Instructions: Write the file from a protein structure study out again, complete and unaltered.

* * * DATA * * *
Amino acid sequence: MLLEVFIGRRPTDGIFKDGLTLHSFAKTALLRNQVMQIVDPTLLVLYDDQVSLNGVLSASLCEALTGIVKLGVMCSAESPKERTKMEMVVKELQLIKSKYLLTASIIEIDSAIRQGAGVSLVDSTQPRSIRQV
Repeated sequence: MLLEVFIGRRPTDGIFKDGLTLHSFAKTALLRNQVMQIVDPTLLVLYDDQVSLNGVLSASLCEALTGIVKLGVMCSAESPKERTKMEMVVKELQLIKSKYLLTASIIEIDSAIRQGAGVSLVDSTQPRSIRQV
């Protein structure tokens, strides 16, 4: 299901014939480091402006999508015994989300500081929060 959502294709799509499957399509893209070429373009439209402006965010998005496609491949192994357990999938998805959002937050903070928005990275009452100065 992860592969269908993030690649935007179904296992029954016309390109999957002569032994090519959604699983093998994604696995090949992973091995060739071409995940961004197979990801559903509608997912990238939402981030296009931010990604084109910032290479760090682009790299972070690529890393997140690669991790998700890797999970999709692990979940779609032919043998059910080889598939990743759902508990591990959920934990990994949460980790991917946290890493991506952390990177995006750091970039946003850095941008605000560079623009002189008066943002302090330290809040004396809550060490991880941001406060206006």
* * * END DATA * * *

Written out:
Amino acid sequence: MLLEVFIGRRPTDGIFKDGLTLHSFAKTALLRNQVMQIVDPTLLVLYDDQVSLNGVLSASLCEALTGIVKLGVMCSAESPKERTKMEMVVKELQLIKSKYLLTASIIEIDSAIRQGAGVSLVDSTQPRSIRQV
Repeated sequence: MLLEVFIGRRPTDGIFKDGLTLHSFAKTALLRNQVMQIVDPTLLVLYDDQVSLNGVLSASLCEALTGIVKLGVMCSAESPKERTKMEMVVKELQLIKSKYLLTASIIEIDSAIRQGAGVSLVDSTQPRSIRQV
């Protein structure tokens, strides 16, 4: 299901014939480091402006999508015994989300500081929060 959502294709799509499957399509893209070429373009439209402006965010998005496609491949192994357990999938998805959002937050903070928005990275009452100065 992860592969269908993030690649935007179904296992029954016309390109999957002569032994090519959604699983093998994604696995090949992973091995060739071409995940961004197979990801559903509608997912990238939402981030296009931010990604084109910032290479760090682009790299972070690529890393997140690669991790998700890797999970999709692990979940779609032919043998059910080889598939990743759902508990591990959920934990990994949460980790991917946290890493991506952390990177995006750091970039946003850095941008605000560079623009002189008066943002302090330290809040004396809550060490991880941001406060206006």